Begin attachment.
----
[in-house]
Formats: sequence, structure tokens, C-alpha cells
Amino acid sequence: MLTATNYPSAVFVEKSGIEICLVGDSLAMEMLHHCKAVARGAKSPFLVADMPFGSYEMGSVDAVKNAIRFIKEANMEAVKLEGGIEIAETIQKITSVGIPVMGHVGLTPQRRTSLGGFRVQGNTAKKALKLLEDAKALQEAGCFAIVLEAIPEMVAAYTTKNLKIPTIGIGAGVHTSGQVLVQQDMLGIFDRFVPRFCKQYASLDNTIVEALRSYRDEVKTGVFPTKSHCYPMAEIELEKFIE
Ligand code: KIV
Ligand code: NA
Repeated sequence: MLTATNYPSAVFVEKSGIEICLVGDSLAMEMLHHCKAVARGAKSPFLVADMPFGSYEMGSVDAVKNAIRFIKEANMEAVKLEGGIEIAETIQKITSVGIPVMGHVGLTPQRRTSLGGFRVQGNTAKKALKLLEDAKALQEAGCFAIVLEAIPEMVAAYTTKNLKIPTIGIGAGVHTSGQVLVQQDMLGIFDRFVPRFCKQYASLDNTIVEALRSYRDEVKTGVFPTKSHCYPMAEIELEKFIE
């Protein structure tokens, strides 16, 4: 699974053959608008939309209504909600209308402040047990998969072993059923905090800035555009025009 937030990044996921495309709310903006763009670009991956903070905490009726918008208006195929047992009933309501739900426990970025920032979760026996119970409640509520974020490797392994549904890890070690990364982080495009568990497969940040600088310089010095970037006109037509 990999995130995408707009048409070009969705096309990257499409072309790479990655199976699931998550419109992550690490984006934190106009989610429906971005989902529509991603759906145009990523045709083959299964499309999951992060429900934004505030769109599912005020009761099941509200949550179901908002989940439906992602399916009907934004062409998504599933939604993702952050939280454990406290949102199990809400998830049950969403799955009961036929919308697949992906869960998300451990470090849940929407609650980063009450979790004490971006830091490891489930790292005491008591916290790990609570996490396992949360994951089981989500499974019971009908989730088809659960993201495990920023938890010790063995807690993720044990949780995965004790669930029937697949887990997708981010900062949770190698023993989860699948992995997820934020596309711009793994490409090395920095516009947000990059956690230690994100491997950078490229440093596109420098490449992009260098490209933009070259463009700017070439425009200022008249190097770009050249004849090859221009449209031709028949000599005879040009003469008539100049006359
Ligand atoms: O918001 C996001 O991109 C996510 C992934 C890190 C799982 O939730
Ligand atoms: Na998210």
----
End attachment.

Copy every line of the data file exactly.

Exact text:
[in-house]
Formats: sequence, structure tokens, C-alpha cells
Amino acid sequence: MLTATNYPSAVFVEKSGIEICLVGDSLAMEMLHHCKAVARGAKSPFLVADMPFGSYEMGSVDAVKNAIRFIKEANMEAVKLEGGIEIAETIQKITSVGIPVMGHVGLTPQRRTSLGGFRVQGNTAKKALKLLEDAKALQEAGCFAIVLEAIPEMVAAYTTKNLKIPTIGIGAGVHTSGQVLVQQDMLGIFDRFVPRFCKQYASLDNTIVEALRSYRDEVKTGVFPTKSHCYPMAEIELEKFIE
Ligand code: KIV
Ligand code: NA
Repeated sequence: MLTATNYPSAVFVEKSGIEICLVGDSLAMEMLHHCKAVARGAKSPFLVADMPFGSYEMGSVDAVKNAIRFIKEANMEAVKLEGGIEIAETIQKITSVGIPVMGHVGLTPQRRTSLGGFRVQGNTAKKALKLLEDAKALQEAGCFAIVLEAIPEMVAAYTTKNLKIPTIGIGAGVHTSGQVLVQQDMLGIFDRFVPRFCKQYASLDNTIVEALRSYRDEVKTGVFPTKSHCYPMAEIELEKFIE
């Protein structure tokens, strides 16, 4: 699974053959608008939309209504909600209308402040047990998969072993059923905090800035555009025009 937030990044996921495309709310903006763009670009991956903070905490009726918008208006195929047992009933309501739900426990970025920032979760026996119970409640509520974020490797392994549904890890070690990364982080495009568990497969940040600088310089010095970037006109037509 990999995130995408707009048409070009969705096309990257499409072309790479990655199976699931998550419109992550690490984006934190106009989610429906971005989902529509991603759906145009990523045709083959299964499309999951992060429900934004505030769109599912005020009761099941509200949550179901908002989940439906992602399916009907934004062409998504599933939604993702952050939280454990406290949102199990809400998830049950969403799955009961036929919308697949992906869960998300451990470090849940929407609650980063009450979790004490971006830091490891489930790292005491008591916290790990609570996490396992949360994951089981989500499974019971009908989730088809659960993201495990920023938890010790063995807690993720044990949780995965004790669930029937697949887990997708981010900062949770190698023993989860699948992995997820934020596309711009793994490409090395920095516009947000990059956690230690994100491997950078490229440093596109420098490449992009260098490209933009070259463009700017070439425009200022008249190097770009050249004849090859221009449209031709028949000599005879040009003469008539100049006359
Ligand atoms: O918001 C996001 O991109 C996510 C992934 C890190 C799982 O939730
Ligand atoms: Na998210």